On Mastery Of Language

June 18th, 2007 · No Comments
by Kassia Krozser

What Twain did was to stop policing the boundaries between book language and the kind used by regular folks in day-to-day life. It was a decision that opened the door to the vigorous life and invention of vernacular and oral English. It has given American novels a cocky swagger that survives still: the energy of Philip Roth’s prose, the sweet spin that George Saunders gives to his tales of McWorld, the tragic passions of Toni Morrison. And so on – and on and on.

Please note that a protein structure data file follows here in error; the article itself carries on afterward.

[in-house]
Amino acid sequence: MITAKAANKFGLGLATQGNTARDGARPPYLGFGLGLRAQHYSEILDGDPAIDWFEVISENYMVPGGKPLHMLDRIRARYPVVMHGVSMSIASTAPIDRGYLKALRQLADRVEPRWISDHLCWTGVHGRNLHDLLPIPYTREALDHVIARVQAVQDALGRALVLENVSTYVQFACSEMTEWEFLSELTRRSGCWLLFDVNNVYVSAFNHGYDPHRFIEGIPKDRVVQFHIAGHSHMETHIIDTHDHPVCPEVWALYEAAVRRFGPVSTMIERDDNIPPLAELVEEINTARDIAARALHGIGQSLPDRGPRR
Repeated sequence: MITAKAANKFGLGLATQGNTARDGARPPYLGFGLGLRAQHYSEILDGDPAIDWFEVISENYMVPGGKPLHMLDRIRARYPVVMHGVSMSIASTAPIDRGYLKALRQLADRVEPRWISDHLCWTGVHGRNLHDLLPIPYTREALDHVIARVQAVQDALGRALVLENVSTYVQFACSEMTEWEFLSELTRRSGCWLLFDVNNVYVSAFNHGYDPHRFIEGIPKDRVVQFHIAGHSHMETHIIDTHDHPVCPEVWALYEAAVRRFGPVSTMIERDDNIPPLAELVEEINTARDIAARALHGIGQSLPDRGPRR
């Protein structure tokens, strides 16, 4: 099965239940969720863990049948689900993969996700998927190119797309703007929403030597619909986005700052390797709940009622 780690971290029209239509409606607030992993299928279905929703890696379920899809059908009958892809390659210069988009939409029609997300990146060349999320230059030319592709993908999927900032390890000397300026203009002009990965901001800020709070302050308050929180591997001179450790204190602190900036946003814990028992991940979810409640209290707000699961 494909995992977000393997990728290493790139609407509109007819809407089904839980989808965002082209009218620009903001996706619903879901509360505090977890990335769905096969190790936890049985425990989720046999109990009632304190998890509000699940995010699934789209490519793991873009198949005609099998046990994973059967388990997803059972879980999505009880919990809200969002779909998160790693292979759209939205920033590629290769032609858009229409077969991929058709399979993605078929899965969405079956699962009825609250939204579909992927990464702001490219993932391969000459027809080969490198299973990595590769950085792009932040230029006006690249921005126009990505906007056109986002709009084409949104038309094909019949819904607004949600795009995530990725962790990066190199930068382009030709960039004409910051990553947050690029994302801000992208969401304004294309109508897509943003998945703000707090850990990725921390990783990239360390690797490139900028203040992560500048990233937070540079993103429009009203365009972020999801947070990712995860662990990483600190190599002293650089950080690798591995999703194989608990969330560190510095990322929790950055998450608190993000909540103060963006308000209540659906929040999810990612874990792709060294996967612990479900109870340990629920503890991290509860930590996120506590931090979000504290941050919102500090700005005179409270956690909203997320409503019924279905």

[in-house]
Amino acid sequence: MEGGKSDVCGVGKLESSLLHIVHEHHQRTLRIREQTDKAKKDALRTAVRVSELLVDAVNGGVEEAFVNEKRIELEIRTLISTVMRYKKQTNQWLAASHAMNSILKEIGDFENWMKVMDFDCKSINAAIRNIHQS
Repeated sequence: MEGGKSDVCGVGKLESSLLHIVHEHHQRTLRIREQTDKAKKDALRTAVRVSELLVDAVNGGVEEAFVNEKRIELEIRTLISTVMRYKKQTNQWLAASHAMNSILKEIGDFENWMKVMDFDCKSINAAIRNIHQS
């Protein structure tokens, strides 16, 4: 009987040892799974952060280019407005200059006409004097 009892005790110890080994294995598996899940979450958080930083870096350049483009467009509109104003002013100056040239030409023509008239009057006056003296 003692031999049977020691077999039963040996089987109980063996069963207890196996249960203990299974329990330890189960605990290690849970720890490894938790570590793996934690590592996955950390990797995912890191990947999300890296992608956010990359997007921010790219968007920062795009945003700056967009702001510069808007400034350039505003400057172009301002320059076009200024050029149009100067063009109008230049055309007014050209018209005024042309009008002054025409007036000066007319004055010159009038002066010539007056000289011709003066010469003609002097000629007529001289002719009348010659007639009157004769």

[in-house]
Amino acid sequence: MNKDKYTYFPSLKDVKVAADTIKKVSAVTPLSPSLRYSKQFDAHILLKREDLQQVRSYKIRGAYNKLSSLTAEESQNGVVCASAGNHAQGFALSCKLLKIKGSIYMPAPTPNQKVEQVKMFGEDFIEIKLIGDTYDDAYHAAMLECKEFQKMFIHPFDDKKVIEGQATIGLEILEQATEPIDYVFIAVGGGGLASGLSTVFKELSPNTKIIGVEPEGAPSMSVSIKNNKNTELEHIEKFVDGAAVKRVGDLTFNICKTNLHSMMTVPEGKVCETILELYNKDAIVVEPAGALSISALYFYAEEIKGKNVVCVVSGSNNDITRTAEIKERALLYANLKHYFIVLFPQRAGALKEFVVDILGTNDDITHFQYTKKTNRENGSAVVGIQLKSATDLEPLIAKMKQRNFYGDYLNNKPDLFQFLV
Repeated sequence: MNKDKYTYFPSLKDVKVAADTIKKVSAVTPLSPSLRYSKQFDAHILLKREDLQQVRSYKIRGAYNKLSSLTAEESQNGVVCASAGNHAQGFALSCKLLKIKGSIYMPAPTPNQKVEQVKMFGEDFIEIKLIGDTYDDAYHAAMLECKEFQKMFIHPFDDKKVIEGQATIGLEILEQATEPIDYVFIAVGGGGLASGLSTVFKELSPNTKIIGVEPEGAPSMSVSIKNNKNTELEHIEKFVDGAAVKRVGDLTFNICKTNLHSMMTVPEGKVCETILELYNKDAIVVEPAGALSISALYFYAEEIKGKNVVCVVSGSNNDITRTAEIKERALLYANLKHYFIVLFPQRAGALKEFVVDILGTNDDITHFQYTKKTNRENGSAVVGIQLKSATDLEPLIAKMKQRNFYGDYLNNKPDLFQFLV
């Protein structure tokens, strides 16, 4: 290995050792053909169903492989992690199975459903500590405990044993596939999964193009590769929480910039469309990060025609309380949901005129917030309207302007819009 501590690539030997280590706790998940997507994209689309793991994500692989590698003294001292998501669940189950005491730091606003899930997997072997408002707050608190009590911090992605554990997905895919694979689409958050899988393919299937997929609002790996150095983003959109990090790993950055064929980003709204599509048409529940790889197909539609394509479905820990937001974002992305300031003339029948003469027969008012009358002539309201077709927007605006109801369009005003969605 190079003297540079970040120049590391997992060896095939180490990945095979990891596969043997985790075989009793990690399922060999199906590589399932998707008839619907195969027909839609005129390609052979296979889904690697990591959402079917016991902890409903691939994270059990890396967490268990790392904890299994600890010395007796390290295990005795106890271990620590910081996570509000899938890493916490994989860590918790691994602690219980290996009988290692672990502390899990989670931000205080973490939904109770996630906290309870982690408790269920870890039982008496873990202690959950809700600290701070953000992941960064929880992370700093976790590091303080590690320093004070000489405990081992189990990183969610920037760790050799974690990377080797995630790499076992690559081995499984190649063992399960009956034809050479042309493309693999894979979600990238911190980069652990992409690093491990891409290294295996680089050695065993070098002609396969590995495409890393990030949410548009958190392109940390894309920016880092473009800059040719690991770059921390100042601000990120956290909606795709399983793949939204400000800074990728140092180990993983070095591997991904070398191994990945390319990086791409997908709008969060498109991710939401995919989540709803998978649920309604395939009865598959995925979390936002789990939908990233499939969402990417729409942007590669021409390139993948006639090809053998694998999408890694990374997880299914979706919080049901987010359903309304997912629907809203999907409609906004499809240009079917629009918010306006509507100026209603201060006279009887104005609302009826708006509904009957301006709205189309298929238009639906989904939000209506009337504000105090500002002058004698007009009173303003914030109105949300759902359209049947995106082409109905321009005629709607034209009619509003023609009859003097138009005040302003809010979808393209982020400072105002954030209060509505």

English literary language is a pitifully genteel thing by contrast. It’s not like there aren’t great novels written on this side of the Atlantic; of course there are. But the number of English writers that can accommodate the full register of the language are few indeed. Martin Amis has a go – aping his mentor Saul Bellow – but the result is cartoon Nabokov that never really gets out of the library.

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